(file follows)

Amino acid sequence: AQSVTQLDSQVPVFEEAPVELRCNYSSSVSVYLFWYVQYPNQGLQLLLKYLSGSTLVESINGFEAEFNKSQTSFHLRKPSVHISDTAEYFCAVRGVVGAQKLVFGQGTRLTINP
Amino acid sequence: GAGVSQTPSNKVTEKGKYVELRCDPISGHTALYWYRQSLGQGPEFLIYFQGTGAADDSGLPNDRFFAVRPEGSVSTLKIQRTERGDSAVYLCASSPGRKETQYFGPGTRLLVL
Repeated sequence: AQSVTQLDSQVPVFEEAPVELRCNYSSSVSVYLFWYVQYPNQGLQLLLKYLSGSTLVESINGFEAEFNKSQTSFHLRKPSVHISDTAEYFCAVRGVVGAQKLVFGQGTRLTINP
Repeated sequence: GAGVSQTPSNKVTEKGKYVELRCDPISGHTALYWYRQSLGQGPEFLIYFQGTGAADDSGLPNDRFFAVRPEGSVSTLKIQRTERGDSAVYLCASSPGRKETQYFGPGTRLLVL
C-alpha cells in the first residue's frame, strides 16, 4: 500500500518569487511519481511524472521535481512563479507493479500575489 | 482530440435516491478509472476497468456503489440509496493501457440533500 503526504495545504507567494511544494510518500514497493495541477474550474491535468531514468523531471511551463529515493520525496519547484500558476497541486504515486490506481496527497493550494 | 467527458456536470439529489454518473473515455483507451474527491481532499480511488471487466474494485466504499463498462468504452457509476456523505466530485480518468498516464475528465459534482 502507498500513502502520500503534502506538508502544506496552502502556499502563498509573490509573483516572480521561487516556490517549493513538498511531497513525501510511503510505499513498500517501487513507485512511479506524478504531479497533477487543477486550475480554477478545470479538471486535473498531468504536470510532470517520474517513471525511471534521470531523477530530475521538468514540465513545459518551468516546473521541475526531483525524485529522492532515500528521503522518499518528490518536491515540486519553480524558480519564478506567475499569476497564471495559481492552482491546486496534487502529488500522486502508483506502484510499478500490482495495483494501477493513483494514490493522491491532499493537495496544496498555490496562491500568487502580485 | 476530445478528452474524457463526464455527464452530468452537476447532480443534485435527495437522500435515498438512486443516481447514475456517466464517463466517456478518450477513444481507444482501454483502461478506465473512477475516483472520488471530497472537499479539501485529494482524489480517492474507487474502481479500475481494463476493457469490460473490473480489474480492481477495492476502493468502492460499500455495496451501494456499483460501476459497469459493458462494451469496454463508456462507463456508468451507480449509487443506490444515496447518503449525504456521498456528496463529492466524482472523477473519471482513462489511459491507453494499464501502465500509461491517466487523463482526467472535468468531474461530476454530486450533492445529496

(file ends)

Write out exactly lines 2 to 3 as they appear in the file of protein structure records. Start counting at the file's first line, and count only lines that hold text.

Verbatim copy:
Amino acid sequence: GAGVSQTPSNKVTEKGKYVELRCDPISGHTALYWYRQSLGQGPEFLIYFQGTGAADDSGLPNDRFFAVRPEGSVSTLKIQRTERGDSAVYLCASSPGRKETQYFGPGTRLLVL
Repeated sequence: AQSVTQLDSQVPVFEEAPVELRCNYSSSVSVYLFWYVQYPNQGLQLLLKYLSGSTLVESINGFEAEFNKSQTSFHLRKPSVHISDTAEYFCAVRGVVGAQKLVFGQGTRLTINP